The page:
Judge gives Florida voters more time to
register after hurricane
Send a link to a friend
[October 13, 2016]
By Joseph Ax
(Reuters) - Florida residents were given
six extra days to register to vote in the Nov. 8 election by a U.S.
judge on Wednesday following the disruption triggered by powerful
Hurricane Matthew in the state last week.
U.S. District Judge Mark Walker in Tallahassee extended the registration
deadline to Oct. 18 after the Florida Democratic Party sued to seek more
time. The original deadline to register had been Tuesday, before Walker
ordered a one-day reprieve to allow for a hearing on Wednesday.
Florida Democrats had argued that voters were forced to decide between
their safety and their right to vote when Republican Governor Rick Scott
ordered evacuations along a stretch of the state's Atlantic coast as
"No right is more precious than having a voice in our democracy," Walker
wrote in a three-page court ruling on the lawsuit.
Florida is a battleground state in the Nov. 8 presidential election
pitting Democrat Hillary Clinton against Republican Donald Trump, with
opinion polls showing a close race there. It is the largest of the hotly
contested states whose populations can swing either to Republicans or
Democrats and thus play a decisive role.
The powerful hurricane, which killed around 1,000 people in Haiti as it
churned through the Caribbean, is blamed for at least 30 deaths in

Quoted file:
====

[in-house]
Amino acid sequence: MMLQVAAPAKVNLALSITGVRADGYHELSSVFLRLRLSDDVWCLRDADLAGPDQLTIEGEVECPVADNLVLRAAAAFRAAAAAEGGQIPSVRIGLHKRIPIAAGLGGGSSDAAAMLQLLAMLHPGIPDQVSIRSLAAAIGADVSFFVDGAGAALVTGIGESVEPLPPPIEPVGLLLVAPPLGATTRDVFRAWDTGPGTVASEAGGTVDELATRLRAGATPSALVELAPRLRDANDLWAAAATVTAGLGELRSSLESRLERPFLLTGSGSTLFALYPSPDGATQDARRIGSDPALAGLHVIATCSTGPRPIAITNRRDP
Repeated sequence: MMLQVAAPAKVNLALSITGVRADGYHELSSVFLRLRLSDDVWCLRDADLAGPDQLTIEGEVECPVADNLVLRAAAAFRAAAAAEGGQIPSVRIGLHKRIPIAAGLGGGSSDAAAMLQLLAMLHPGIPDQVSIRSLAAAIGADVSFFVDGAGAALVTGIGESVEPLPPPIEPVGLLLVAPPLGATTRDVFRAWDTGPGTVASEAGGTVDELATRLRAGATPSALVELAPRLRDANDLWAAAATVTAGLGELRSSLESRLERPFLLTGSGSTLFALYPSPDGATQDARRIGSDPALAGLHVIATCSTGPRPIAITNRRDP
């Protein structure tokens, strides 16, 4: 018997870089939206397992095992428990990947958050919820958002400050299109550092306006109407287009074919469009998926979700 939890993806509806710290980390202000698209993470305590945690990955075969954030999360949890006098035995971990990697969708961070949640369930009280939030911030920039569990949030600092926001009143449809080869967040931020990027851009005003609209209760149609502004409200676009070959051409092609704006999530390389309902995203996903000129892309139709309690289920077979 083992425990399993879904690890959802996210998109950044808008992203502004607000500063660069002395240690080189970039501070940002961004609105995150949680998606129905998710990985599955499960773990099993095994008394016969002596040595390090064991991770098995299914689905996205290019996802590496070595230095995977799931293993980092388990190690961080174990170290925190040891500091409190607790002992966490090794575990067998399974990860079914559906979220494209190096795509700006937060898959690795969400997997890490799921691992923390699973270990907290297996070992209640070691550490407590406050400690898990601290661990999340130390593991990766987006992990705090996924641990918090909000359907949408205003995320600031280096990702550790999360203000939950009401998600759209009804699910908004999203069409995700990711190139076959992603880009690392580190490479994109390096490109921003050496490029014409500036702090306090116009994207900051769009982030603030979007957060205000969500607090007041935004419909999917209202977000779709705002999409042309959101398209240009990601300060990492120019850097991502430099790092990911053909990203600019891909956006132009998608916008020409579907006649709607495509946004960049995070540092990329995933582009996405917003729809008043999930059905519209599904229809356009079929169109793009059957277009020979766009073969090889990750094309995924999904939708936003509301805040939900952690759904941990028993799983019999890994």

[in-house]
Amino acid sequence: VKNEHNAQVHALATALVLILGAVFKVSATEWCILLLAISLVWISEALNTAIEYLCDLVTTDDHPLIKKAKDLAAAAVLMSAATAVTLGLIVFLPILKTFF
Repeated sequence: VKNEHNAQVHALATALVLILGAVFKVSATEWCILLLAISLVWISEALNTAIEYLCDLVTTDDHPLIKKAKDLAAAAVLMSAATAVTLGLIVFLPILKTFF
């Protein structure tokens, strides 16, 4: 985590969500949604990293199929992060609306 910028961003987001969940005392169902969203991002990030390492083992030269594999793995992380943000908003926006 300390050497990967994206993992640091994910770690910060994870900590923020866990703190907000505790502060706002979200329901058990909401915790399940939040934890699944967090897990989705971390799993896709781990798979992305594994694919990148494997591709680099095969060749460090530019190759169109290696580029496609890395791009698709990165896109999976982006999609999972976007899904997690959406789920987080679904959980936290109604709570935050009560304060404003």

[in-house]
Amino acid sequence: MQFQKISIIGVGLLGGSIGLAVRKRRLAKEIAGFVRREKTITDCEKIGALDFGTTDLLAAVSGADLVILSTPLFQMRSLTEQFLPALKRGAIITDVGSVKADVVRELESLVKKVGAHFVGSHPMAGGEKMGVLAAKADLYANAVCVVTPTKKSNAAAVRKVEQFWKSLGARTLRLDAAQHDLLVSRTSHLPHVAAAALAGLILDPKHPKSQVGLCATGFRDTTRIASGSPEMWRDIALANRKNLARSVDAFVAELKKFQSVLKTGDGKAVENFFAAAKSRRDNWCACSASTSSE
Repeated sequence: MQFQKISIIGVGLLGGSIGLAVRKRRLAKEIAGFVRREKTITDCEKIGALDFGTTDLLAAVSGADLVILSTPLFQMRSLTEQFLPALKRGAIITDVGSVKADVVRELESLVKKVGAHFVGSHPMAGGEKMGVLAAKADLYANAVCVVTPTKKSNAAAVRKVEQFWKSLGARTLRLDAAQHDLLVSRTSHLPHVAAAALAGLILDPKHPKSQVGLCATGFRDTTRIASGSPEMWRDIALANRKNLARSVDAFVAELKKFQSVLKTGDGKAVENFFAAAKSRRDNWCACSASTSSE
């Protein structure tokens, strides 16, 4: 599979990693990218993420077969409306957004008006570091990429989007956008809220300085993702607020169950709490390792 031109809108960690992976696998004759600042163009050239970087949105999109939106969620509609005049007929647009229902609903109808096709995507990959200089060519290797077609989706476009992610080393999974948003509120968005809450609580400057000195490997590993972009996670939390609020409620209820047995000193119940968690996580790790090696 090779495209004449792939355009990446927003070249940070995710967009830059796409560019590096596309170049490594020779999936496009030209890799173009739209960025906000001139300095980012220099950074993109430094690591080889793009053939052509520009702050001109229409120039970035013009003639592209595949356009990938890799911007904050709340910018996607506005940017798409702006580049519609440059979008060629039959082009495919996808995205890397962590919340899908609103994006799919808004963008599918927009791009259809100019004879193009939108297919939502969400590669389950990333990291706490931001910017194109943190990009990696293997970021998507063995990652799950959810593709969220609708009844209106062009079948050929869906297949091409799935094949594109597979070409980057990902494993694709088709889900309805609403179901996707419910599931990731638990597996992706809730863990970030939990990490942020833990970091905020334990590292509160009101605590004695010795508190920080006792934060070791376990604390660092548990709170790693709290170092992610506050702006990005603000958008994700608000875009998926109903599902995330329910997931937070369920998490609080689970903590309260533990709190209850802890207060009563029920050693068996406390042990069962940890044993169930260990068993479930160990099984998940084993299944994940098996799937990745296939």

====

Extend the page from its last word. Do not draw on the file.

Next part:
Florida, Georgia, South Carolina and North Carolina. North Carolina now
faces flooding from swollen rivers.
In its complaint, the Florida Democratic Party alleged that the state's
refusal to extend the voter registration deadline would have a
"decidedly partisan effect," noting that populations that lean
Democratic, including minorities and younger voters, register in greater
numbers just before the deadline.
It also noted that areas affected by Matthew have substantial
populations of black and Latino voters who would be disproportionately
likely to register to vote at the last minute.
[to top of second column]
In past presidential years, up to 20 percent of all new
registrations in Florida were filed during the week before the
deadline, according to the Brennan Center for Justice at New York
University School of Law, which helped bring the lawsuit.
"While we wish it had not taken a lawsuit to get the Scott
administration to do the right thing, today's ruling is a major
victory for all Floridians and for the democratic process in the
Sunshine State," the state Democratic Party said in a statement.
The judge earlier ruled that Florida law did not give Scott
authority to extend voter registration and that he was not a proper
party to the case.
Florida Secretary of State Ken Detzner, a Scott appointee also named
in the lawsuit, was empowered to do so, Walker noted.
"The State will follow the courtís decision and discuss with the
Legislature possible amendments to current law," Scott's office said
in a statement earlier in the week.
South Carolina extended its registration deadline due to Matthew
from Oct. 7 to Oct. 11, while Georgia declined to do so.
North Carolina will not extend the regular deadline to register to
vote, which ends on Friday, although allowances will be made for
delayed mail delivery of registration forms, state officials said on
Wednesday. However, those who miss the deadline can still register
and vote on the same day during the statewide early voting period
from Oct. 20 through Nov. 5.
(Additional reporting by Letitia Stein; Editing by Alistair Bell and
[© 2016 Thomson Reuters. All rights
Copyright 2016 Reuters. All rights reserved. This material may not be published,
broadcast, rewritten or redistributed.